Equine Therapy: How Equine Assisted Therapy Changes LivesReading Time: 4 minutes
Equine Therapy – have you heard of it? It can be life-changing. It’s been around for a very, very long time, but it has only been gaining recognition in relatively recent years. Read on to learn more about where equine therapy came from, what it is, and how it is helping thousands of people worldwide.
Hippocrates, the Greek philosopher and the “father” of medicine, was among the first to write of the therapeutic value of horses. This was back in the times of ancient Greece. Elsewhere in Europe, horses have helped people with physical disabilities for the past few centuries.
What is Therapy with a Horse Called? Equine Assisted Therapy!
Equine Assisted Therapy, goes by the acronym of EAT. As with therapy dogs or cats, equine therapy involves interacting with horses in different ways. All of which can help manage or improve a range of physical and psychological conditions.
Depending on your location, equine therapy may be available for individuals or to participate in, in a group environment. The wider team of people involved in equine therapy will include those trained to work with both people and horses. Equine therapy centers may have therapists, counselors, horse trainers, and coaches to work with.
Just spending time with a horse can have benefits. It’s not necessarily about jumping onto the back of a horse and going for a ride. Horses are very sensitive and perceptive beings.
They have a unique ability to pick up on a situation and someone’s emotions and moods, and mirror someone’s attitude or behavior. Horses also have extraordinary levels of patience. Interacting with them can be a reflective and therapeutic process in many ways.
3 Ways in Which Interacting with Horses Can Be Therapeutic for Humans
There are physical benefits to interacting with horses, but there are also emotional and psychological gains.
- Trust: Horses are big, but remarkably gentle animals. Learning that you can trust a big and unfamiliar being is empowering. Horses chosen for equine therapy will have calm and steady attributes and personalities. These horses can help to build trust and confidence by interacting with something bigger than you.
- Self-Awareness: Horses sense and respond to how people are feeling and behaving around them. This means they can help people become more aware of how their behavior they may affect others. For example, if someone is aggressive, a horse’s reaction may be one of stubbornness. If someone is anxious, the horse too may be wary! When someone is calm, a horse is likely to react in kind.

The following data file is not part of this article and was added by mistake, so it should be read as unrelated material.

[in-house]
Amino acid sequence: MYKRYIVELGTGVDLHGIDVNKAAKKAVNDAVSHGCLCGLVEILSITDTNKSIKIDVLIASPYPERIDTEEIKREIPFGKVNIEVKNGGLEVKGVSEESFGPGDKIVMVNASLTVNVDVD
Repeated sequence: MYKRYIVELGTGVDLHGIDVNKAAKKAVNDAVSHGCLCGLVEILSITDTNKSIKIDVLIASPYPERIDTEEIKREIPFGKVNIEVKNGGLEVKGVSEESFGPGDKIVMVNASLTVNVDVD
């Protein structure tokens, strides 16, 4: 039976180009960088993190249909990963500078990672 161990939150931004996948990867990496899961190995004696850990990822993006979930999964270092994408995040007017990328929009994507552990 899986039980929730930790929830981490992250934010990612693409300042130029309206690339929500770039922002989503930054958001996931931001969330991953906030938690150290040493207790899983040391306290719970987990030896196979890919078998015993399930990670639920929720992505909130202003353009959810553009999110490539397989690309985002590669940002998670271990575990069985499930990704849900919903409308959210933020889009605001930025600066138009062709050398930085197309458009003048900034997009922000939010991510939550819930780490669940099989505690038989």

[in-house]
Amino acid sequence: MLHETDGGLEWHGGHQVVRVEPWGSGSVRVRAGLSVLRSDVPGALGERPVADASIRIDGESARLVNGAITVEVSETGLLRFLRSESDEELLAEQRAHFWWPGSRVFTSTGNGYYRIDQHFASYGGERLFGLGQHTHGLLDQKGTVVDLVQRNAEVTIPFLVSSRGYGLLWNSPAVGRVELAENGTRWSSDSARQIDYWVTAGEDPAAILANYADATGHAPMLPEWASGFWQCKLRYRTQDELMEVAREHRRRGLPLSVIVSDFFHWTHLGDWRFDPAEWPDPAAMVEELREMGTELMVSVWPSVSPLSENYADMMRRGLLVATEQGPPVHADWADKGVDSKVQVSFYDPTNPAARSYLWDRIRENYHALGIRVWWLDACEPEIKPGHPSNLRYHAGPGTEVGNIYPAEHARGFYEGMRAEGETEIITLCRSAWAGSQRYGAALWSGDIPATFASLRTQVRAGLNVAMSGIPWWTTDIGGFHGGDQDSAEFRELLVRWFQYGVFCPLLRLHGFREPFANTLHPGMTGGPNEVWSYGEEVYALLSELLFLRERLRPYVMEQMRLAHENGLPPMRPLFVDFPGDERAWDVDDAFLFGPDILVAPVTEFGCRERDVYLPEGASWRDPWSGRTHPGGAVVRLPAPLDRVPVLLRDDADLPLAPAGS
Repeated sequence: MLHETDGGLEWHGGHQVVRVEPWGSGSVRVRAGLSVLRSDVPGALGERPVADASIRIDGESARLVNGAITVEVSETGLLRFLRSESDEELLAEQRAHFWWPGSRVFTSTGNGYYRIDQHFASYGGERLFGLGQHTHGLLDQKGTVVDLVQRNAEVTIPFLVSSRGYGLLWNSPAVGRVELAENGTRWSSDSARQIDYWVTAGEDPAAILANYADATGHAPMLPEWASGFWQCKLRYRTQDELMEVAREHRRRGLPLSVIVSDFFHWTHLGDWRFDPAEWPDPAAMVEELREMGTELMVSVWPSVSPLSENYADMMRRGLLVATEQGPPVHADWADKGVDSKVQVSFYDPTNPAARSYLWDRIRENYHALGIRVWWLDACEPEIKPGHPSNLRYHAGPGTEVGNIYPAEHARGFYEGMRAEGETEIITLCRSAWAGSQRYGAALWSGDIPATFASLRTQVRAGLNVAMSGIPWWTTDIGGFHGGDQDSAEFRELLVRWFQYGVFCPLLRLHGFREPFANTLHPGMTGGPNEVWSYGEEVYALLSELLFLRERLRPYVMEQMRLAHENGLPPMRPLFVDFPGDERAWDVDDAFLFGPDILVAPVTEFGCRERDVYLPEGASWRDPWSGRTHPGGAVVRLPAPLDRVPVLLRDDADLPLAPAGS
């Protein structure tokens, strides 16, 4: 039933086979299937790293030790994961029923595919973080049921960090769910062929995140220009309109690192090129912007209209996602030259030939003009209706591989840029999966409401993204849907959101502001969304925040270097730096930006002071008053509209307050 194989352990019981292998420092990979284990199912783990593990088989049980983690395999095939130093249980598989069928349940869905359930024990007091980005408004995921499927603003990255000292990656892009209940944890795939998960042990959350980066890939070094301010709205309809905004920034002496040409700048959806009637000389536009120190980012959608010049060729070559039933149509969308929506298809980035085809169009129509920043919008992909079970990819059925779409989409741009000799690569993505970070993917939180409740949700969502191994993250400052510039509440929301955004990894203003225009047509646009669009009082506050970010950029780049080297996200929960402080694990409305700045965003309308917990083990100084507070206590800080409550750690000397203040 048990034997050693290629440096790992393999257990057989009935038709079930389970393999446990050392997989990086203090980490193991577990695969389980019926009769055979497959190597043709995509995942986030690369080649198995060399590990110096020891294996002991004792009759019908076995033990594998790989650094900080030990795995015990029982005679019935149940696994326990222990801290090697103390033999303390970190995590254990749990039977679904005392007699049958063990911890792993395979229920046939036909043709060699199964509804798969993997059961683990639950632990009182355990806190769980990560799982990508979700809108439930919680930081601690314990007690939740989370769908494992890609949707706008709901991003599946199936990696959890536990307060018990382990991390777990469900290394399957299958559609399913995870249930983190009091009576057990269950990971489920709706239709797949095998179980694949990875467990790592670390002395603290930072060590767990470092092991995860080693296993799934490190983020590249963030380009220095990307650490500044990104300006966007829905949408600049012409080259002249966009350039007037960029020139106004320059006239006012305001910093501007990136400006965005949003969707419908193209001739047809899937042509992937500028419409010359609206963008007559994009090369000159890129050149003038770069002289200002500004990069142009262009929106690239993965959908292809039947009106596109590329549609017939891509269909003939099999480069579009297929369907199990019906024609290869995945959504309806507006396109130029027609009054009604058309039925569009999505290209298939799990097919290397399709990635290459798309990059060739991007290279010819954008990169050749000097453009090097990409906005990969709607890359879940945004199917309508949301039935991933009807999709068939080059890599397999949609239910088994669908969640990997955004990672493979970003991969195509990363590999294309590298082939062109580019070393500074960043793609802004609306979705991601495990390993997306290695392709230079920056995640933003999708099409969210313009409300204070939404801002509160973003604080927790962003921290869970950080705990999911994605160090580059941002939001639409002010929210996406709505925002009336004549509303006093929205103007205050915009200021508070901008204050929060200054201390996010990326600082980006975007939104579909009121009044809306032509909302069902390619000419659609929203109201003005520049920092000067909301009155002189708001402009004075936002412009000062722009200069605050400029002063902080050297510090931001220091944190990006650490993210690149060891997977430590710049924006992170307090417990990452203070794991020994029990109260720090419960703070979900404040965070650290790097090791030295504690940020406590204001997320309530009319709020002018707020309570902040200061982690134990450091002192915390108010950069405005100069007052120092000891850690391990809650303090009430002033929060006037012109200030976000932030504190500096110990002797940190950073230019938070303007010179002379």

- Respect for Boundaries: Horses work in partnership with people. They are also patient, but this doesn’t mean they won’t let you know if something is not okay with them! They may not speak, but they are able to communicate vocally and physically.
This Form of Therapy is Very Beneficial to People with a Range of Disabilities!
Equine Assisted Therapy can help people of all ages, and be an effective part of a treatment plan for a range of mental health conditions. Some of these include:
- Autism Spectrum Disorders
- Eating disorders
- Personality Disorders
- Substance abuse and addictions
What Equine Therapy Entails
EAT is usually supervised by both mental health and horse professionals. The activities involved in equine therapy may include:
- Acquainting: For anyone who’s never been around a horse before, they may spend time simply observing a horse. They may learn how to greet, pat, and stand alongside a horse. All of which can be soothing and help build confidence. Horses are herd animals – they like to hang out in the company of like-minded beings.
- Grooming: The act of grooming a horse is a tactile experience that can help with forming a bond and connection with the animal. Horse grooming also involves using your hand-eye coordination, along with soothing body motions.
- Haltering and saddling: Learning how to put a halter or bridle on, or saddle a horse helps with building trust. It also helps you think about how to plan and follow logical steps.
- Leading: Walking alongside a horse and leading them can help with confidence, and responsiveness.
- Riding: Equine therapy that includes opportunities to ride a horse can help foster independence and the ability to focus on motor skills.
- Talk Therapies: Professional therapists that work with equine therapy will talk with you as well. They may use cognitive-based therapies to help you understand how working with horses may be helping you and your condition.